– Include a blog on your site! This is a great way to keep up a running commentary on your day-to-day thoughts, and important events in your business and personal life. The best blogs put a human face on a site and business. Some great old booksellers did this same sort of thing in running their mail order business, by including newsletter type content in their printed catalogs. One of my favorites is Chris Drumm , who’s now doing the same sort of thing through his blog. Another great one is Mark Ziesing , who specializes in all sorts of alternative and counter-culture books along with SF, Fantasy, and Horror.
– Include a blog which you can use to enter book reviews into. This could be combined in the general blog I recommend above, or it could be separate. If you have mulitple employees, you could allow each of them access to enter their own reviews of books, so you’ll have the benefit of even more content. Reviews are a great way to introduce people to books that you’d recommend, and ways of drawing interested readers into your site who’ve never heard of you before. Be sure to add a link from inside the body of the review to the book’s product page in your online catalog.
– For book review blogs, enable user-comments so that your customers and other interested netizens can add their comments and feedback about the books, too. This is a great way to build interesting discussions and a book-lovers community.
– Treat your site’s homepage like the storefront it is: include a few choice books from your inventory on your homepage, with pictures and description, and change it out with some frequency (every two weeks, or every month, at least).
– It’s generally great to include some articles on your site about subjects which your store particularly focuses upon or for which you are expert. For instance, if your store is primarily devoted to Mystery books, write articles about the top authors of mysteries, general info about mystery sub-genres (cooking mysteries, cat mysteries, bibliomysteries, historical mysteries, British mysteries, etc.) Even if your store is a general book store, think of articles you could write on various subjects: book collecting, care of books, books as decorative elements, trends in contemporary book publishing, etc. Note: for these articles DO NOT just copy articles from other sources like Wikipedia or whatever — the general rule of thumb is that original content will bring you more traffic and will be treated better by search engines.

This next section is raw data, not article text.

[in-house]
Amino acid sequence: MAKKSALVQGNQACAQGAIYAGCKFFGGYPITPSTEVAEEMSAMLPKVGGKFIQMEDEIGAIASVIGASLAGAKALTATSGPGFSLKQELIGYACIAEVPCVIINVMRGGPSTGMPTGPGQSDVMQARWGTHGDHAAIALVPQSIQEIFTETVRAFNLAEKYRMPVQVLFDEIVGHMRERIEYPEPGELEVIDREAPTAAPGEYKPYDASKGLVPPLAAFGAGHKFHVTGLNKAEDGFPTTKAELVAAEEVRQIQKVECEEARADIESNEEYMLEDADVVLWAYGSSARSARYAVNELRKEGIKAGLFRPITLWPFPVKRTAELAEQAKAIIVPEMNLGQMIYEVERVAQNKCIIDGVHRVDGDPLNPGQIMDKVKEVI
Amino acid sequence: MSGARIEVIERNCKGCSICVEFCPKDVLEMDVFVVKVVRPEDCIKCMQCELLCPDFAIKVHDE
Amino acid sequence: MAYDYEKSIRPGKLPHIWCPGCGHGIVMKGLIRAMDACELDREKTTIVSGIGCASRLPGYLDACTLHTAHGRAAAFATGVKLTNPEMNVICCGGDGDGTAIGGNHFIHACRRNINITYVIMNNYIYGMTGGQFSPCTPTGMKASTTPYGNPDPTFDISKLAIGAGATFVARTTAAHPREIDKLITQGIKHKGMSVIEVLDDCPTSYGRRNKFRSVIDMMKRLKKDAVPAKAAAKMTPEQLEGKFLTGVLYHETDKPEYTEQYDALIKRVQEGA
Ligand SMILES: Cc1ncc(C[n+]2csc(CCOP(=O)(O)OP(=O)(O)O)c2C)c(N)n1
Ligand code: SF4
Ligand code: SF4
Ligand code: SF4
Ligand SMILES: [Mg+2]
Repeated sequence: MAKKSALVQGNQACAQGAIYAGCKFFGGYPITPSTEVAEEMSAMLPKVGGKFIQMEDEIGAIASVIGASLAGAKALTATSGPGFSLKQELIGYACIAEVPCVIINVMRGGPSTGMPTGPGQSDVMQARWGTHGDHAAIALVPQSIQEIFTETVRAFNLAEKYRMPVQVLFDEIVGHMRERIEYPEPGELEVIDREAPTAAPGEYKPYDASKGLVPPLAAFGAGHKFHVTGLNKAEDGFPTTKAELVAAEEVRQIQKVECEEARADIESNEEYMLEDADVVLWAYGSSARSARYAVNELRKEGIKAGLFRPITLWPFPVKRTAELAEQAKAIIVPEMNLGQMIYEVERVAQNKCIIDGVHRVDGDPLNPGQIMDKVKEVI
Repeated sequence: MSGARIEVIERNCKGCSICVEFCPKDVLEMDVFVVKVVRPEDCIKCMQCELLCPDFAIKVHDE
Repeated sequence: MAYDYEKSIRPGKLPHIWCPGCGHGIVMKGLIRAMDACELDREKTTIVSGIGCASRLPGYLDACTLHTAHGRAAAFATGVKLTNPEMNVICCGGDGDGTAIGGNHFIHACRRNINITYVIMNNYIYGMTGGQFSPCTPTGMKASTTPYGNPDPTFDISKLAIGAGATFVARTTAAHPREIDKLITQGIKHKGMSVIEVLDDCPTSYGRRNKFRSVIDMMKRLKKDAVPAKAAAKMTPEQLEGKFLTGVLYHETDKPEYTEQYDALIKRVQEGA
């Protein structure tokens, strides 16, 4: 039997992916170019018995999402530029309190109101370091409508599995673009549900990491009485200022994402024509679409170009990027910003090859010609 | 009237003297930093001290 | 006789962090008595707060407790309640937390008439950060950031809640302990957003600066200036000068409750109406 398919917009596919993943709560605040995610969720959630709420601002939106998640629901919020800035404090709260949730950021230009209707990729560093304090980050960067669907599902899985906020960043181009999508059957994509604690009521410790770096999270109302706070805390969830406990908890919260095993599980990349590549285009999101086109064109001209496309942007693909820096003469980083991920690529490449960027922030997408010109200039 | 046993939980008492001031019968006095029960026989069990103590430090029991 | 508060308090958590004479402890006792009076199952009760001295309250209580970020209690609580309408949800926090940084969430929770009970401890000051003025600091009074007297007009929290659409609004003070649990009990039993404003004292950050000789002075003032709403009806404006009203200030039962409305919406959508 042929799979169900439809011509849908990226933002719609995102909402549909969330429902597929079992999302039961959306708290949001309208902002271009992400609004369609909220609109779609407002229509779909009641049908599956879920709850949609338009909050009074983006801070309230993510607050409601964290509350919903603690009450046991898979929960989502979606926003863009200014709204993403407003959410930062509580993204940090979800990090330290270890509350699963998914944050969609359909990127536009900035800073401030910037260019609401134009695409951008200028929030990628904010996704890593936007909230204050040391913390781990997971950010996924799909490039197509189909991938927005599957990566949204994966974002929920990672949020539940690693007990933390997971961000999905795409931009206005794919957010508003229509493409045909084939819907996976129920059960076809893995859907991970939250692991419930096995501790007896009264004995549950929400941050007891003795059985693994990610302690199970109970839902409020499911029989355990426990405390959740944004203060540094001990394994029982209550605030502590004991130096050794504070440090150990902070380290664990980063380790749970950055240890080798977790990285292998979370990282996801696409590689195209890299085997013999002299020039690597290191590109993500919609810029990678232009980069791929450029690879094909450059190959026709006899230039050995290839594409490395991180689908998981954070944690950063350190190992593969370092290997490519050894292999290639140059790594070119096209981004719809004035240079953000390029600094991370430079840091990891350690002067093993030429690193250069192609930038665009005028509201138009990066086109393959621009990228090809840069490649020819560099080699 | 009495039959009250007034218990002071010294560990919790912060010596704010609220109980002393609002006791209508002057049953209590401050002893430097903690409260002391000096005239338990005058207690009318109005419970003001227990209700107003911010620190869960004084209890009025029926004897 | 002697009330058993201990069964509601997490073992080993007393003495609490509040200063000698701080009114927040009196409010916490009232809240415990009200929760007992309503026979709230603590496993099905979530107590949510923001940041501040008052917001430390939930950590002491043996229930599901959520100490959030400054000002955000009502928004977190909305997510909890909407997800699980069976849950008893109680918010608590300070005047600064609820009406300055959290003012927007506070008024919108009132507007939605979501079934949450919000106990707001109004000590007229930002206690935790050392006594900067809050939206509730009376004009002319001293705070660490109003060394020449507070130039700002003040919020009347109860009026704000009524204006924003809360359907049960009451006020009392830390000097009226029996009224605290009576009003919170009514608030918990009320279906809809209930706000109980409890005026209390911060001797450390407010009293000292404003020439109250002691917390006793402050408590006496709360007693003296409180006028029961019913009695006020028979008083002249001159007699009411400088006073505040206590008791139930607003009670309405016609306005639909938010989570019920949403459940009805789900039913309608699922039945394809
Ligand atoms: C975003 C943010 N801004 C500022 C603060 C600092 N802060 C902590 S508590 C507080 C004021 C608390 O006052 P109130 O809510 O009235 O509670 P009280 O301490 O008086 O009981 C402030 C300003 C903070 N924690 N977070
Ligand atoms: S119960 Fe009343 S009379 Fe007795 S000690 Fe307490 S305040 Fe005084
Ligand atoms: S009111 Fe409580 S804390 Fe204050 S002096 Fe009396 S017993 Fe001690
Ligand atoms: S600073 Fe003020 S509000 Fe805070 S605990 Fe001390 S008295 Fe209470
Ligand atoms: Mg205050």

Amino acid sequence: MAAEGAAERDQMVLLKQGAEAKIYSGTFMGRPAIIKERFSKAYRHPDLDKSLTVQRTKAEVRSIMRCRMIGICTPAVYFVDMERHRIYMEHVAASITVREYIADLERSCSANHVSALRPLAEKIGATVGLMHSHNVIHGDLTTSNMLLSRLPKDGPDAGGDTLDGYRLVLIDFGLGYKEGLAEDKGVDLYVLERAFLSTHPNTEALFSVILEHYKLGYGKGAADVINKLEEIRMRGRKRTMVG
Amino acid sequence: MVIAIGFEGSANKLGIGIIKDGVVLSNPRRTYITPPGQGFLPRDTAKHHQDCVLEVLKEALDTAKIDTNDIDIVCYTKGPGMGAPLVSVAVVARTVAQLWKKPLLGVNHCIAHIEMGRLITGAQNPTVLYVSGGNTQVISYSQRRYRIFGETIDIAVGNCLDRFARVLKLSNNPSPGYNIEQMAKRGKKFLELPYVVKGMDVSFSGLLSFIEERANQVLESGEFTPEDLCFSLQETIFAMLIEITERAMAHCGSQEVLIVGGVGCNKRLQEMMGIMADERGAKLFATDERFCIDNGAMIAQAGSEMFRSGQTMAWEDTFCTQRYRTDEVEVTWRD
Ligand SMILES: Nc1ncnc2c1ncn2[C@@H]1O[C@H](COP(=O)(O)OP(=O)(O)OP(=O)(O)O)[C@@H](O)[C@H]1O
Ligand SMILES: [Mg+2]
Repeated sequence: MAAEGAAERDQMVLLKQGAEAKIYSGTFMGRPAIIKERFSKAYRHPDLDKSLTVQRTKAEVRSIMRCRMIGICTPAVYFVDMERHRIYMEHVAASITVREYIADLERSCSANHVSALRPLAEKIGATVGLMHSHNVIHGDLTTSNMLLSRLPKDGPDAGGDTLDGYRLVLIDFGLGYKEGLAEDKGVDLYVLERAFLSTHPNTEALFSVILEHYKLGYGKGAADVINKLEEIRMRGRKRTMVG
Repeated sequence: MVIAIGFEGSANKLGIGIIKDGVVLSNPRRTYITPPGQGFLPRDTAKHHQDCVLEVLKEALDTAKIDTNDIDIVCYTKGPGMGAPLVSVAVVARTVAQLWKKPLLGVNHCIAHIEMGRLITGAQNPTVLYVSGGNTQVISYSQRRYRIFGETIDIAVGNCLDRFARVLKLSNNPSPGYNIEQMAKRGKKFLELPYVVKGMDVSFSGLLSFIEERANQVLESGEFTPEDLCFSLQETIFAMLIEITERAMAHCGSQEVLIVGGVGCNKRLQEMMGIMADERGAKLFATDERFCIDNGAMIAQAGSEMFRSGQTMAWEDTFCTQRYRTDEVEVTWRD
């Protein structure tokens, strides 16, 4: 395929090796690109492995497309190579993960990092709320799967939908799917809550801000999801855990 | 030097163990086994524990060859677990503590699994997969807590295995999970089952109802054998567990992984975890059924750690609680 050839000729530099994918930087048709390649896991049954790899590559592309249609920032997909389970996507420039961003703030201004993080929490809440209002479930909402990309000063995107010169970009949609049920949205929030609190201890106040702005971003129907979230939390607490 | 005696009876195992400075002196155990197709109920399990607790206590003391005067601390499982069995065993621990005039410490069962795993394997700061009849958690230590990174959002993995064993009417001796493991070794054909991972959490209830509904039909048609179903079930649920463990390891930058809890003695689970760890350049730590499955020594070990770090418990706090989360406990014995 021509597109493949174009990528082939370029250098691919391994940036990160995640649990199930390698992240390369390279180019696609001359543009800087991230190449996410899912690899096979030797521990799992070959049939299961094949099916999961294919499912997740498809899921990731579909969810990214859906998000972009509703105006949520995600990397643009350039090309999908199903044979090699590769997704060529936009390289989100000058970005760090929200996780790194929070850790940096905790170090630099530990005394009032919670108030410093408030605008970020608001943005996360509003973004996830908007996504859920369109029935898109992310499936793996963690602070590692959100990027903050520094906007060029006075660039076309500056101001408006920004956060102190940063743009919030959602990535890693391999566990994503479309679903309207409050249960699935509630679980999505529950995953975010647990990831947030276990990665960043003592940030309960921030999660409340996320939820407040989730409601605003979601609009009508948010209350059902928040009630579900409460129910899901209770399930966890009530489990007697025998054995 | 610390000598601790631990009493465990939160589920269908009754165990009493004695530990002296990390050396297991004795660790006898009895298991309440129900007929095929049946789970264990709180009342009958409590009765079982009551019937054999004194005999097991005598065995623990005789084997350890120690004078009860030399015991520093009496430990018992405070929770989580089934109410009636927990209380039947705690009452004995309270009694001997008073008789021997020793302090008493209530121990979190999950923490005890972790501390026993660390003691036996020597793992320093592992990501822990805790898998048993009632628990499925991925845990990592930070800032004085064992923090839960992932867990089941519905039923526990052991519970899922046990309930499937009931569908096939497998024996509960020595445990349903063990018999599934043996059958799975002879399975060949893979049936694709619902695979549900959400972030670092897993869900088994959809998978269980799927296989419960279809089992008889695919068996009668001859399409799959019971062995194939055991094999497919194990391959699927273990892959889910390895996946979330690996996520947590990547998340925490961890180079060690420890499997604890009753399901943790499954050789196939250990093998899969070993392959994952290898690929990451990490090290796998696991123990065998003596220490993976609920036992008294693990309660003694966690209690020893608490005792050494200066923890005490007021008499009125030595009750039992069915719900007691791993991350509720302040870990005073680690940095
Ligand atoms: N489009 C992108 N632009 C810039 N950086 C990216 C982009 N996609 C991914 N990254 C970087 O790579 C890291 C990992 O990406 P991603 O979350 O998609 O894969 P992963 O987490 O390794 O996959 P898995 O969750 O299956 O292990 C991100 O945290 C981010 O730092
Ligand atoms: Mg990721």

– For selling new books, check out the pricing at other online sites and the sites of your competitors – try to be in the ballpark of what others are charging. While you may not be able to offer price breaks or shipping breaks that an Amazon may be able to offer, there could be other areas where you may be able to make up for it. Advertise promotionals where you might be able to throw in some free books (a “mystery gift”, perhaps) — lots of OOP stores have a cheap/free bin of books, so this could be a good use for them. Maybe you can provide watchlist services, since online sites don’t seem to do that very effectively.
– Provide recommendations about other, similar books to any a user purchases. Amazon does this through automated methods, but you don’t necessarily have to do anything that fancy if you can’t program it into your site. For sales you could jot a note on the invoice suggesting other, similar books for the user to consider.
– Be careful about providing an email address or a form which submits user questions/notes to your email address. While it’s really great to provide your email address for people to contact you, I know that many small businesses neglect to check their email on a frequent enough basis. Generally speaking, if you don’t check your email at least every two or three days, you should not provide that contact info to your users or it just frustrates them.
– Provide a calendar on your site if you have frequent author visits for readings or signings, or if you have childrens book readings or literary meetings in your store. If you can’t do a fancy interactive calendar, just update your homepage or a page devoted to events with the dates, times, and descriptions of upcoming events.
– Consider hosting webcasts of interviews with various authors, where you talk about their new books, and allow internet users to message questions to ask the author. Perhaps arrange to give away one free, signed copy of the book with each webcast, to start building your audience and to help drive up interest in your business.
– If you invite authors to visit your store for signings, readings and such, ask them also to agree to some interview questions which you could post on your site.
– Ask your happy customers to write about and recommend your store on their blogs, if they have blogs.